Making use of distributed computing, such as service-oriented architecture (SOA) and integrated Web application services, means greater complexity and security design challenges for organizations and IT managers.
Open standards play a big role in developing and making better use of efficient and effective security measures as computing becomes more distributed, new threats emerge and organized Internet crime grows, as Part 1 of this series discusses.
While integral to the process of developing the methods and means to defend and protect information and telecommunications systems, open standards are not the “be all” and “do all” of the matter, however. Even more critical is how these standards are used by management along with security policies, procedures and associated efforts to educate employees, promote usage among business partners and monitor their networks for threats.
Part 2 continues to look at the security challenges posed by SOA, how development of some key security standards is progressing, and the approaches vendors and end users are taking as SOA and distributed computing continues to evolve and grow.
Simpler, Yet More Difficult
“Service-oriented architecture is basically a concept that allows applications to be created by metadata and standard data structure protocols such as XML (Extensible Markup Language). The promise of SOA is that an application can be created using a variety of modular components running on the same server or many distributed servers,” CipherOptics vice president of product management Scott Palmquist told TechNewsWorld.
SOA security issues are the same as those associated with the use of any distributed system, Palmquist noted. “How are confidentiality, integrity and availability assured? Confidentiality in the rightful access of data, [for example] the right data and the right user — application or human; integrity in that the data has not been wrongfully manipulated by an application or human; and availability in that the data and systems are indeed available when required.”
While SOA simplifies security in some respects, it compounds security issues in others, Palmquist explained. “SOA helps to simplify some of the security decision since common protocols such as XML for data structures, IP for communications and a common operating system — pick your favorite — are being used in the underlying infrastructure, hence fewer items to watch over.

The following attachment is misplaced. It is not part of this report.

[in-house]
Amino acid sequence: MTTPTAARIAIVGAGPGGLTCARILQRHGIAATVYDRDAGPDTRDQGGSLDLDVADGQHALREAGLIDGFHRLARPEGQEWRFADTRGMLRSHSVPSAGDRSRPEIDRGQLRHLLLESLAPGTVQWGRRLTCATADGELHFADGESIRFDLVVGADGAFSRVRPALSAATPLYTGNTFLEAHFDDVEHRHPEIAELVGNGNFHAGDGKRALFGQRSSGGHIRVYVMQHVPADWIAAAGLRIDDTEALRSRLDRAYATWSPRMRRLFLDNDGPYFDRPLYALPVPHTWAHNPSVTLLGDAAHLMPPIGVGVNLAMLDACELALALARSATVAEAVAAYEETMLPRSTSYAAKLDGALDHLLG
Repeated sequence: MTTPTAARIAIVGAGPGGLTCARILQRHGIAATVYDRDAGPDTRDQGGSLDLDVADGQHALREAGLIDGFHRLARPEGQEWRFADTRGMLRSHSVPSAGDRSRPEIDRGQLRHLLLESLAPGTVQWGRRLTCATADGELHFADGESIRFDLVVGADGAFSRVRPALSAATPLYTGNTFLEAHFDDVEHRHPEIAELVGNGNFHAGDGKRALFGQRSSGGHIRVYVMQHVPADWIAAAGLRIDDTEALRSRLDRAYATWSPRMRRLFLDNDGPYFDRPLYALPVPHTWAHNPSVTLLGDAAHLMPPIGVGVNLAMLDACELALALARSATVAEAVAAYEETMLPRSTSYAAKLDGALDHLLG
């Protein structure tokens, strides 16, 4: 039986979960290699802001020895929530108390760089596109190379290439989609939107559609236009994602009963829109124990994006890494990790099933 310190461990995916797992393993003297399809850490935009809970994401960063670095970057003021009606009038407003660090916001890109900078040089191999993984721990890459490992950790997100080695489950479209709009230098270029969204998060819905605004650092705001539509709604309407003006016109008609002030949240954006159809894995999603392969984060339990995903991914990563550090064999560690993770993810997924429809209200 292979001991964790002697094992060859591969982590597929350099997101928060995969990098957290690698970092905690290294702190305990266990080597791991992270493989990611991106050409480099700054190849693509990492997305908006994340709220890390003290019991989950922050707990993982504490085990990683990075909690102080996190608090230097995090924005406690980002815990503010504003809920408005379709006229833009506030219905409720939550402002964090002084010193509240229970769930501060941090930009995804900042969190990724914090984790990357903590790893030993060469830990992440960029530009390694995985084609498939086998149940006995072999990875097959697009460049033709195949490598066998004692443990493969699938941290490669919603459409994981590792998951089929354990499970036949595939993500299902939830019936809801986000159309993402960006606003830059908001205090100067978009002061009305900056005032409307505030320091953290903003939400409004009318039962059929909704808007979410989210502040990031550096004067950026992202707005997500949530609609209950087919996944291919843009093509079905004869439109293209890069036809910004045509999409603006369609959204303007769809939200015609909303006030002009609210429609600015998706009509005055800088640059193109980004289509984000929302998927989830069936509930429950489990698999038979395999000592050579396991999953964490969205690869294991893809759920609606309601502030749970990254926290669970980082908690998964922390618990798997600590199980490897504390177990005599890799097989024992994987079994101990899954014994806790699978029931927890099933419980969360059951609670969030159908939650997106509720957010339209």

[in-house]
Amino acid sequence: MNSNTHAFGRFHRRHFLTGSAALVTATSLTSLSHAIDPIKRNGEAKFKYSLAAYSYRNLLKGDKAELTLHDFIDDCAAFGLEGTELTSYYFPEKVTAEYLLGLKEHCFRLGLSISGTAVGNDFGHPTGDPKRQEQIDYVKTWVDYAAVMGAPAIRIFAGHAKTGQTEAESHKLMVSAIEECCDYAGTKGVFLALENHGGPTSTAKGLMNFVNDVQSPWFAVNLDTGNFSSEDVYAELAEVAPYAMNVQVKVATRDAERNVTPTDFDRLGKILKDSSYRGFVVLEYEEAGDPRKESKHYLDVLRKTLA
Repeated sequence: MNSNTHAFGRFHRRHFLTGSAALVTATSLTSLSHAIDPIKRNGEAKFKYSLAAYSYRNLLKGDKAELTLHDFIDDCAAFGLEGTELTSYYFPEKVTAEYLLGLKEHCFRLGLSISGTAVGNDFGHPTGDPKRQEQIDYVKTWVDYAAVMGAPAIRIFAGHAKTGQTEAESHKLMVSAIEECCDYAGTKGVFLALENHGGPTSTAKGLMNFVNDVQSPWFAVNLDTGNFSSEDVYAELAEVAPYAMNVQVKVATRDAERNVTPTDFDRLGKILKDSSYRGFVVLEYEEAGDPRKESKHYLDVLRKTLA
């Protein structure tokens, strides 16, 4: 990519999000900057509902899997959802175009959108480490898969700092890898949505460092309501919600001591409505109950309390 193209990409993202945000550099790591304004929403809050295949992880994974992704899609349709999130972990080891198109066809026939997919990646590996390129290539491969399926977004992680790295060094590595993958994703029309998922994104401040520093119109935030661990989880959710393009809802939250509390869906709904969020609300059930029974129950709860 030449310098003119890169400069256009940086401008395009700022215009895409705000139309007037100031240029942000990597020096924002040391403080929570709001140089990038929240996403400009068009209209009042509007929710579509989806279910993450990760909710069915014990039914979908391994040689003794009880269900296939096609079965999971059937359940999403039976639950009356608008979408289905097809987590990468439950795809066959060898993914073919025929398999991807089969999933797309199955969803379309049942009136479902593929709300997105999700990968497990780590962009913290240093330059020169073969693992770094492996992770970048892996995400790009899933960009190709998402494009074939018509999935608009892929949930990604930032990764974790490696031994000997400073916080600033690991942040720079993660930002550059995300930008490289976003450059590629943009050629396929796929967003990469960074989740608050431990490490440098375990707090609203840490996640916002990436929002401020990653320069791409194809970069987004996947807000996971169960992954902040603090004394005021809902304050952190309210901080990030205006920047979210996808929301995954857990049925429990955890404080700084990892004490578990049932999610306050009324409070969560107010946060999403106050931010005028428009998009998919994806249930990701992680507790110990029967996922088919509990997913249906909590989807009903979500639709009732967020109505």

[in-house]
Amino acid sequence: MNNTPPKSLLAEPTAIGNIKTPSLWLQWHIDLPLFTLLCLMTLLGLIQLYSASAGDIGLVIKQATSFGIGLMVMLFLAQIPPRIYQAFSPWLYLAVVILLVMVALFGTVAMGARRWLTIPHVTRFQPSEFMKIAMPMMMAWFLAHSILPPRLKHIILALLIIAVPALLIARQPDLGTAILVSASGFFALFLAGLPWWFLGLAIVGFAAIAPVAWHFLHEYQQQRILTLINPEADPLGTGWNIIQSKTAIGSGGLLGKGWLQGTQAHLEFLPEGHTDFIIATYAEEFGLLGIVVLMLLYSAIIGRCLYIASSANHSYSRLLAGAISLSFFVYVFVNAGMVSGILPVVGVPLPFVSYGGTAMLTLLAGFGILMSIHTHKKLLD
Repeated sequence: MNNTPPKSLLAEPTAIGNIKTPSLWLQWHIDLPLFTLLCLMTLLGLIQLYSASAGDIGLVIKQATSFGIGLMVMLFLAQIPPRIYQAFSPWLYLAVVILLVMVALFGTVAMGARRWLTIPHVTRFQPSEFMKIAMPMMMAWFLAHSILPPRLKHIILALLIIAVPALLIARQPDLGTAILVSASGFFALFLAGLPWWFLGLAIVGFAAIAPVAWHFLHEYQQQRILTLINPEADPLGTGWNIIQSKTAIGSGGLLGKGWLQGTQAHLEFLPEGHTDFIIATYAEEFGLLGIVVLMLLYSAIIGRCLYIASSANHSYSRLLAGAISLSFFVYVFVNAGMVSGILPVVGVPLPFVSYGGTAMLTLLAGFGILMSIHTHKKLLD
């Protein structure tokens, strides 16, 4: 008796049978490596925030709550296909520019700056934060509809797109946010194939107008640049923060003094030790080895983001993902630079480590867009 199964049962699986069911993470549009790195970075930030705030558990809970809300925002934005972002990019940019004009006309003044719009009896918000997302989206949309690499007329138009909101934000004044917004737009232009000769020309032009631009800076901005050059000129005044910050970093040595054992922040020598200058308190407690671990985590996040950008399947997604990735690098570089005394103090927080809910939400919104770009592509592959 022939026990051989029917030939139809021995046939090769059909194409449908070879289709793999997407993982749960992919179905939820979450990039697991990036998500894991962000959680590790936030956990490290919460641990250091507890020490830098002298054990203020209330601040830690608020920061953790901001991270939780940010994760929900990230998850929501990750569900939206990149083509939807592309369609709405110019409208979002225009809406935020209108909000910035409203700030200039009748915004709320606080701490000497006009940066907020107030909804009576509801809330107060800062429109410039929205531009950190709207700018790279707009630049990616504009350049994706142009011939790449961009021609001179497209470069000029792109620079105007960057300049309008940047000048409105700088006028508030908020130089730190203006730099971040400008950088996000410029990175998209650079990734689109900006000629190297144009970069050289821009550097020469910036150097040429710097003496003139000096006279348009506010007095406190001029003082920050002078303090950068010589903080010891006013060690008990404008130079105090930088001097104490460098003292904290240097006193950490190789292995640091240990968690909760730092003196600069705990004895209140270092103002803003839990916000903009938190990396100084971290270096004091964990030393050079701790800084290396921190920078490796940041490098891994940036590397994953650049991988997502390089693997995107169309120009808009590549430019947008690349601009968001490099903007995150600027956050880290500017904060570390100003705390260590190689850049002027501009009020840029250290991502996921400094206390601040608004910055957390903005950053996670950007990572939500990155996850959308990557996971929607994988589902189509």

“SOA compounds the security decision because many moving parts, as in modular programs, come together as the final application. IT and security staffs need to closely coordinate at the beginning of an SOA project in order to determine the appropriate mitigation of confidentiality, integrity and availability,” he said.
Open Security Standards
Open standards for distributed systems security services, such as SAML (Security Assertion Markup Language), XACML (Extensible Access Control Markup Language) and WS-Security, are being worked out by members of OASIS (Organization for the Advancement of Structured Information Standards).
Implementing new SOA and other distributed systems standards does not have to be a trade-off between insecurity and cost — and employing them will increase security, according to BEA Systems’ Hal Lockhart, co-chair of the OASIS technical advisory board and security services technical committees.
“Flexibility and reuse will require the use of the newer and more flexible standards: SAML for federated identity, XACML for fine-grained access control, WS-Security for sophisticated SOA applications,” Lockhart told TechNewsWorld. “Experience so far has been that the organizational, political and process difficulties in introducing these far outweigh the technical issues.”
Lockhart reported that SAML now includes a range of new profiles based on real world experiences. “I expect this process to continue. There are a large number of successful deployments around the world. Some governments are doing deployments with very large user bases — [in the] tens of millions.”
Work on the WS-Security standard is essentially complete, he added. “Customers can expect that if they do the relatively simple things that are common, they will not have much problem. If their use of WS-Security is complex or unusual, they may experience some interoperability problems. However, alternate models for identity federation are also emerging, including WS-Federation and Open-ID.”
Hashing Out New Standards
OASIS technical committee members are writing an extensive set of examples for WS-Security Policy, Lockhart continued. “It is fairly complex to understand and there is not a lot of field experience around using anything like it. Most people will get a copy of a simple policy provided by their vendor and make minor changes to it.”
The OASIS Digital Signature Services Extended (DSS-X) technical committee is carrying on with the development of a standard XML framework for managing the provisioning and allocation of identity information and system resources within and between organizations.